Find Your Degree is an advertising-supported site. Featured or trusted partner programs and all school search, finder, or match results are for schools that compensate us. This compensation does not influence our school rankings, resource guides, or other editorially-independent information published on this site.

5 Careers in Sports Psychology

5 Sports Psychology Jobs Scoring Huge Rewards

  • Applied Sports Psychologist
  • Clinical Sports Psychologist
  • Team Dynamics Counselor
  • Academic Sports Psychologist
  • Cognitive Performance Coach

Careers in sports psychology help people surmount mental and emotional obstacles to their best athletic performance. Common hurdles addressed are fear of failure, distractibility, anger management, and low self-esteem. For players who’ve recovered from injuries, sports psychologists pump their confidence for rejoining practices and competitions.

In the military sector, sports psychologists prepare enlisted personnel for the stress of training and field operations. Here are five rewarding jobs that build a mental edge toward optimal physical fitness.

1. Applied Sports Psychologist

An applied sports psychologist shows players how to compete more effectively by elevating their perspectives. Star athletes are known to possess certain cognitive abilities.  An applied sports psychologist assesses a player’s level of development in each cognitive skill; plans methods to target weak areas, such as techniques in visualization, concentration, and relaxation; and monitors each player’s progress.

Among careers in sports psychology, this profession is notable for being flexible regarding avenues of practice. Some clinicians work as consultants, traveling with professional athletes and teams. Other therapists train clients in their private offices or at sports clinics. Another option is responding to coach invitations to visit their particular city and teach players onsite.

2. Clinical Sports Psychologist

A clinical sports psychologist imparts healthy coping strategies to calm tension. Clinical sports psychologists use various therapies to break emotional barriers to competing well. One new treatment is “cognitive restructuring.” With this technique, the therapist helps an athlete identify their stress trigger, understand why it arises, and consider it manageable. Then, the client and therapist explore productive ways to respond. Science Daily describes a study in which cognitive restructuring helped women hockey players transcend the pressures of league games.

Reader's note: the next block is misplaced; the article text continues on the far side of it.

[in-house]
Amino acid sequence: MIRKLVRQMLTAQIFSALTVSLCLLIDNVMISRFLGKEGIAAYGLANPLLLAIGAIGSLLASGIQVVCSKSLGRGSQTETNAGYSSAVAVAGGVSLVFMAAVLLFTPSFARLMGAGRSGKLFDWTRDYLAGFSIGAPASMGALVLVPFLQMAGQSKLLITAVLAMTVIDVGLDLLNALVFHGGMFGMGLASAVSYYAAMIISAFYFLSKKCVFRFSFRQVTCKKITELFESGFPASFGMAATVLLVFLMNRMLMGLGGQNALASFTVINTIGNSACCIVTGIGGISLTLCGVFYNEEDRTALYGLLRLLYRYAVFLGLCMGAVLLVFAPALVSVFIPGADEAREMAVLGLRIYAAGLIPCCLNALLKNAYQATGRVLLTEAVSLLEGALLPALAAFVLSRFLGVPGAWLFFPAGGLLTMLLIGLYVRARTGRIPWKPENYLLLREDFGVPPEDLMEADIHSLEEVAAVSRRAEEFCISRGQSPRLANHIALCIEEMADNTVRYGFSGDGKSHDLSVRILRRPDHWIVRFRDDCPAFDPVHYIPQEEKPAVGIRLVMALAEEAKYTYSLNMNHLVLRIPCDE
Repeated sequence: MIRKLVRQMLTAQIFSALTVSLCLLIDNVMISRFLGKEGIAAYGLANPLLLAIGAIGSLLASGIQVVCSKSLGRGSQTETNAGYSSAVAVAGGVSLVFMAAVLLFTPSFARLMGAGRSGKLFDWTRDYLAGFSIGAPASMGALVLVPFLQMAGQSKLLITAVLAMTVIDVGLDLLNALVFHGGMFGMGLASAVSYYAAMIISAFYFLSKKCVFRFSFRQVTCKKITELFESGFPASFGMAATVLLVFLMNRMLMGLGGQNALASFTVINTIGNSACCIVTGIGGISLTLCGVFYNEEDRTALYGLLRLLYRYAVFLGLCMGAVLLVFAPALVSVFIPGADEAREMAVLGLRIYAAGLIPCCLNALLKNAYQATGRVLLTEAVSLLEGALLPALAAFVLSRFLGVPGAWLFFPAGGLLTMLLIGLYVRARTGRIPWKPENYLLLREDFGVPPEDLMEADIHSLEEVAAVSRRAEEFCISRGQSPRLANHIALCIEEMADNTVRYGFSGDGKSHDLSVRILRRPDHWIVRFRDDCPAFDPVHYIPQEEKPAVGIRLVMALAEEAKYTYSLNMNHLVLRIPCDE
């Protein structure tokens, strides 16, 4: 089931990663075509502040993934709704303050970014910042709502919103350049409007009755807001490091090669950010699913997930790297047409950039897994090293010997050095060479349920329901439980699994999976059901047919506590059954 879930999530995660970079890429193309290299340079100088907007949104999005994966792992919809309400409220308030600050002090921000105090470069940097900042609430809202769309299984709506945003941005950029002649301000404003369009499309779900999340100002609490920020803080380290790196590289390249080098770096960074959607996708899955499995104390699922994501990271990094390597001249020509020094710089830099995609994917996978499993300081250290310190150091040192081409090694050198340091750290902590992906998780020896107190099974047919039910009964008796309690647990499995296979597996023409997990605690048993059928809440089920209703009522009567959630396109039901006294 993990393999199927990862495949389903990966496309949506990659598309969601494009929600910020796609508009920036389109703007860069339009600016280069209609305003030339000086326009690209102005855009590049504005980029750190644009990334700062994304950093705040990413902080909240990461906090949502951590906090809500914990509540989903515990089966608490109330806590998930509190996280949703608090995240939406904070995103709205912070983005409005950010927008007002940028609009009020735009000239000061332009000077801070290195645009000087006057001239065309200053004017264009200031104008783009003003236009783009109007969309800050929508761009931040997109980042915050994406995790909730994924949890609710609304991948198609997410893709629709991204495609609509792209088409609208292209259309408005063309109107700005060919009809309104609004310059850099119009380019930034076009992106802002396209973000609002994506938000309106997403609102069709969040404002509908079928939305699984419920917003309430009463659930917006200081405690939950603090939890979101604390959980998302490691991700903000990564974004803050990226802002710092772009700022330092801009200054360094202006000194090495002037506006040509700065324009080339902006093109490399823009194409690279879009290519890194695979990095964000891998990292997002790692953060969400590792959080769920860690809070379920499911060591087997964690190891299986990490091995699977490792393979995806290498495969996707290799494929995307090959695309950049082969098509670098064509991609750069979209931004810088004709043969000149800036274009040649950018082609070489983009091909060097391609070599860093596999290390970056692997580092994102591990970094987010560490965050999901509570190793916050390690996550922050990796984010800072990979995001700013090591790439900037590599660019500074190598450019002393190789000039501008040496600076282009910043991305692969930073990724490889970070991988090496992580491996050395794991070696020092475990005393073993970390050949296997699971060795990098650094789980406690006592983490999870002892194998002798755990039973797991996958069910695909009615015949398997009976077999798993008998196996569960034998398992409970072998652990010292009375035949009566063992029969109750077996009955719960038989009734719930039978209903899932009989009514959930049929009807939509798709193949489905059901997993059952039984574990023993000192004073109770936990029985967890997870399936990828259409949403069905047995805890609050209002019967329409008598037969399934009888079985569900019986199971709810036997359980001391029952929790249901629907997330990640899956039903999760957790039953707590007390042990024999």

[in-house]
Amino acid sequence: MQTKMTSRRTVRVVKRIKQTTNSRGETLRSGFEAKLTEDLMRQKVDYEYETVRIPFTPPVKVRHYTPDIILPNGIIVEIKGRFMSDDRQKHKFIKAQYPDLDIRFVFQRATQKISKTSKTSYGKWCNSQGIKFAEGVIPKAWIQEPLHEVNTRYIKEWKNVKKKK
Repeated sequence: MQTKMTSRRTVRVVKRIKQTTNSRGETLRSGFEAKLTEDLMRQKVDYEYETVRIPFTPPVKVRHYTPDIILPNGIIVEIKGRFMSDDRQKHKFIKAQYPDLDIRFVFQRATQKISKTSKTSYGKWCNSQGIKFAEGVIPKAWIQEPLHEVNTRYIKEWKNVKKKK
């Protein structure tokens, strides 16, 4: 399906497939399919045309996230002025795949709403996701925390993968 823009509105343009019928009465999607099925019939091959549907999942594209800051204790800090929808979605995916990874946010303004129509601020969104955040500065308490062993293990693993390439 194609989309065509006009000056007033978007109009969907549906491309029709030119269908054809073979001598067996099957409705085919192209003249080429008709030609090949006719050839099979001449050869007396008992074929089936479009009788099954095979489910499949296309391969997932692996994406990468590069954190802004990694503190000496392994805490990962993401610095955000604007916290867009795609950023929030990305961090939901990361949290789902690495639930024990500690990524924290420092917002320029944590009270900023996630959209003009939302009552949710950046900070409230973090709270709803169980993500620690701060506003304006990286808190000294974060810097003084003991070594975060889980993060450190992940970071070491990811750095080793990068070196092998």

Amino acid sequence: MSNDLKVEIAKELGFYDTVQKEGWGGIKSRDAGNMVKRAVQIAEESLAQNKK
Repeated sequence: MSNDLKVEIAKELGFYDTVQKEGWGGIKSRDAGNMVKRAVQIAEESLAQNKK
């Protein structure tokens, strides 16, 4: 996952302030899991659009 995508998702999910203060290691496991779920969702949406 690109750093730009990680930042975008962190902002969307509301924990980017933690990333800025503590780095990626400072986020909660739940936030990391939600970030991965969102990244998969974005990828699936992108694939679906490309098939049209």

Clinical sports psychologists work at private clinics, hospital departments, counseling centers, and sports medicine clinics. Or, they may travel with athletes. For the best results with clients, they may involve parents or coaches in treatment plans, building strong support systems for players.

3. Team Dynamics Counselor

Team dynamics counselor is one of the most exhilarating careers in sports psychology, aimed at building “team cohesion.” This term refers to unified players, supporting each other wholeheartedly in reaching group goals. Toward this end, the counselor works with athletes in five key areas: promoting mutual respect, motivation, communication, task focus, team culture, and leadership. When players invest themselves in these incentives, their commitment fuels the power to succeed.

4. Academic Sports Psychologist

Colleges hire sports psychologists to help athletes manage pressures such as demands on personal lives and friendship challenges. Furthermore, players may grapple with grief, depression, trauma, anxiety, and transitioning from high school to college. Such challenges can lead to addictions and harmful habits, such as overeating, anorexia, bulimia, alcoholism, and drug abuse. In US academic settings, sports psychologists enjoy substantial incomes. According to the American Psychological Association, annual salaries range between $60,000 and $80,000. Furthermore, in large cities, earnings can reach $100,000 a year.

5. Cognitive Performance Coach

A cognitive performance coach ensures that military members are mentally ready for the rigors of service. During training, using simulation technology, the coach duplicates combat situations, toughening troops against trauma. Memory drills enhance recall and problem-solving. Visualization exercises build mental stamina. Additionally, the coach is a compassionate listener, giving emotional support to military personnel and their families.

Sports psychologists impart mental conditioning to excel in sports and physical fitness. Enthusiastic teachers, they instill powerful intellectual skills, such as centering, visualization, positive self-talk, cognitive restructuring, and mindfulness.

Related Resources: